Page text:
For more autumn and Thanksgiving activities to do with young children, you can read the post I wrote last year: November & Thanksgiving Activities With Small Children.  If you have any activities you want to share, feel free to post a link in the comments section.

Whether you celebrate Thanksgiving or not, I want you to know how thankful I am that you have taken the time to read my blog. I hope you are warm, safe, loved and happy.

 

Gift Ideas for Home Educators

Someone’s first Christmas

{Gift Ideas for Children} {Gift Ideas for Homeschoolers} {Gift Ideas for Anyone!}

This is a post I wrote last year, and I’m referring to it as I try to decide what to buy for the children on my list. I thought it might help you too as you get ready for this holiday, gift-giving season! Enjoy!

***

Do you have homeschooled children on your gift list this holiday season?  Or some precocious children who love to learn?

Homeschooling can be expensive or inexpensive, depending on how much parents decide to invest in it.  Curriculums can cost a pretty penny, but a lot of homeschoolers do without and use materials that they can find at the library or in thrift stores.

Still, the best way to get a child to learn is to lay some interesting materials around the house – a book on the coffee table, art supplies in an accessible bin, a game on a low shelf.  If they think that they are discovering it themselves, they are more likely to want to know all about it!  So homeschoolers will appreciate any extra help they can get to offer fun, educational tools to their children.

Here are some ideas they might love:

  • Family Memberships– What venues do they like to go to?  Most museums, zoos, aquariums and other centers have family or individual memberships that will allow a family/person to have free admission and/or discounts at the facility for a full year.  If you know that the family lives close enough to such a place, it might be perfect for them!
  • Art Supplies – I’m not talking about crayons and markers that you can buy at any grocery store (though kids love and need those too), but real art supplies that you can buy at art stores can make a wonderful gift.  If you don’t think it’s worth buying children good quality art supplies, I suggest you read this post at Camp Creek Blog, “In Praise of High Quality Art Materials.”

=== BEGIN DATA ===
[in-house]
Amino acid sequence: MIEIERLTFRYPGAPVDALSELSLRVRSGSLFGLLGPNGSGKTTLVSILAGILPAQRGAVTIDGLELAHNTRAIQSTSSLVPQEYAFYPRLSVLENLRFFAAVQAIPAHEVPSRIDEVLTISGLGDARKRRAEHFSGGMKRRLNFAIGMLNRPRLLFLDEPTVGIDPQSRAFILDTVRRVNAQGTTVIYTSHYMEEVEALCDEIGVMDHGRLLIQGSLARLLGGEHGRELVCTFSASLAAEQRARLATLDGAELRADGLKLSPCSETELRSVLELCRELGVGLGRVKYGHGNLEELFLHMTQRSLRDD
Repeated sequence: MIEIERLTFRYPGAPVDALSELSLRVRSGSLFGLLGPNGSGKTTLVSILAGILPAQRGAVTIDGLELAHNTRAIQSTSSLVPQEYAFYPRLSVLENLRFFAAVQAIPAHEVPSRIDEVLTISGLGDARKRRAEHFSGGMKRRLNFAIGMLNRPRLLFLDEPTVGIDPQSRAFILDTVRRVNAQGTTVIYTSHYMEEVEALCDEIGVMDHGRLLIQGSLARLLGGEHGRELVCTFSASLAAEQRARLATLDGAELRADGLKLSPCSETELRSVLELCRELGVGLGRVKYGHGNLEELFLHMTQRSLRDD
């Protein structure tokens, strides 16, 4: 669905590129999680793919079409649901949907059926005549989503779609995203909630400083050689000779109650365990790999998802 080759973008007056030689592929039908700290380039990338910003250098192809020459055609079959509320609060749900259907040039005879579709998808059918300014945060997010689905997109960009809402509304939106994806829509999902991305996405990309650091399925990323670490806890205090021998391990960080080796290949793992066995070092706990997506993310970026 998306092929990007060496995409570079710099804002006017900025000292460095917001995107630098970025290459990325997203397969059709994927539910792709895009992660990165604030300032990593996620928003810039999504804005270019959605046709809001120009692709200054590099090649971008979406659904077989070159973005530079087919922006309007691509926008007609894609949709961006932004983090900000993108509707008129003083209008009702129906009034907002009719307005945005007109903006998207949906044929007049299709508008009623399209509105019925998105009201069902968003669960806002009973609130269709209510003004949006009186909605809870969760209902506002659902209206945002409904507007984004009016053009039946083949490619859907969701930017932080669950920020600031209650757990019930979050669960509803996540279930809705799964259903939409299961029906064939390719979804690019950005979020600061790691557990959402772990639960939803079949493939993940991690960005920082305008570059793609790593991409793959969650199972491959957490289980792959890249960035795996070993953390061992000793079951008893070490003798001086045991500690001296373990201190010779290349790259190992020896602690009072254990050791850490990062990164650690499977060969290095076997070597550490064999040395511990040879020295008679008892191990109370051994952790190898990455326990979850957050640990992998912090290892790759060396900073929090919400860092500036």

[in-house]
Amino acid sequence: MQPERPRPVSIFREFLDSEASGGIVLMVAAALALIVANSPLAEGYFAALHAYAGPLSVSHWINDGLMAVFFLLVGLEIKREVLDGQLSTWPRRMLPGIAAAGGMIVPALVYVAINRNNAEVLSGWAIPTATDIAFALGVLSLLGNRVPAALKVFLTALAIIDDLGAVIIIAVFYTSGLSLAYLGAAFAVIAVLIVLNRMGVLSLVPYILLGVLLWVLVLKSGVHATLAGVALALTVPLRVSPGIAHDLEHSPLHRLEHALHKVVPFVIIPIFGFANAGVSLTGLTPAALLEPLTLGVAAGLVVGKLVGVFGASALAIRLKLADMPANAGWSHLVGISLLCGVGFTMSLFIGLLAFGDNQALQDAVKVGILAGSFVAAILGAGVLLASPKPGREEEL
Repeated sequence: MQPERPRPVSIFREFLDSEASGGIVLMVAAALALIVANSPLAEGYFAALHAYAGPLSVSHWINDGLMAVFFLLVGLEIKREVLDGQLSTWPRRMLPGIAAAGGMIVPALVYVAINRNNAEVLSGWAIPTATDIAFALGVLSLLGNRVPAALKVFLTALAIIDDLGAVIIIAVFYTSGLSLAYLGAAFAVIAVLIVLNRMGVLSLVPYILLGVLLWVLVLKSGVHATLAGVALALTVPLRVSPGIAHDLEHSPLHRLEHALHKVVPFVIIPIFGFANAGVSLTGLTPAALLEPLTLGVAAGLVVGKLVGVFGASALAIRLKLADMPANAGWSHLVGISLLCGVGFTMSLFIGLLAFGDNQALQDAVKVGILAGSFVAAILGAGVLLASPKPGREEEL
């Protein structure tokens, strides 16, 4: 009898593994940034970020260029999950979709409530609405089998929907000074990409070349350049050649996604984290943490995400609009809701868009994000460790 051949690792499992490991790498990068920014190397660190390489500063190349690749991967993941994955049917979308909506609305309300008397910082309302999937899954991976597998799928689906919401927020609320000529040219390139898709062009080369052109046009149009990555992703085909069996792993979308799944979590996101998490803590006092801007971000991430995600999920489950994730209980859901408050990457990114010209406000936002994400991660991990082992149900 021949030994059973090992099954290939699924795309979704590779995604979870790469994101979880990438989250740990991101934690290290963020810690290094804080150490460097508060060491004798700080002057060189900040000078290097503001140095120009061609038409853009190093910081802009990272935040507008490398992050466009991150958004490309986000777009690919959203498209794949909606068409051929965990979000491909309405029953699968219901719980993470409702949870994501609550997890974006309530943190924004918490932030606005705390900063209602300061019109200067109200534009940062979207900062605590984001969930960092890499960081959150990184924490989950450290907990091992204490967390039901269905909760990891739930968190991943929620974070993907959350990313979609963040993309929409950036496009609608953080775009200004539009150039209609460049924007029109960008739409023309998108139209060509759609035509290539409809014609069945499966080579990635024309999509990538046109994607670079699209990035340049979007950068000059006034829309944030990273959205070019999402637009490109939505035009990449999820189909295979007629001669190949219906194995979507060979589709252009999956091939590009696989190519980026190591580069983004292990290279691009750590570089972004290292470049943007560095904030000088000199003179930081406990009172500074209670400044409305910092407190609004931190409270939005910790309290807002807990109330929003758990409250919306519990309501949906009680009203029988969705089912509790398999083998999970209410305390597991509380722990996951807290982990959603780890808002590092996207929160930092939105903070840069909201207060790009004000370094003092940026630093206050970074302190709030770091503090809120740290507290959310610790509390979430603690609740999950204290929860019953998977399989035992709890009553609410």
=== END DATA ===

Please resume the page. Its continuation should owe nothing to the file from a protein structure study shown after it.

• Ask what they need – You may just want to ask what they need.  Do you know what kind of teaching method they are using?  You may find a store that specializes in it.  In addition, for homeschooling families who purchase curriculum, they may appreciate it if you could chip in on the cost because some curriculums can be quite expensive.  Or perhaps there are certain books or other resources they want but aren’t able to afford.
  • Let’s not forget books, especially if there’s a subject the children are interested in or studying.  And remember, gift certificates will be appreciated too!

Here are some cool online stores that may help you find that perfect gift:

Are you a homeschooler with a wish list?  Please tell me what you would like to receive for gifts this year! Or do you know of another cool place to buy educational items?  Do you make them yourself?  Let me know!

Ft. Yargo State Park

Note: This column was printed in the Barrow Journal on November 15, 2012.

Autumn is the perfect time for getting out into nature, and we residents of Barrow County can’t forget the treasure that is in our own backyard: Fort Yargo State Park.  At least 400,000 people visit Ft. Yargo every year, and aren’t we lucky to have it so close that we need travel only a few minutes to get there?  It’s located one mile south of Winder on Highway 81.

We love exploring Georgia’s various state parks and outdoor recreation areas, but as the boys grow up, I intend to make sure they feel at home in Ft. Yargo.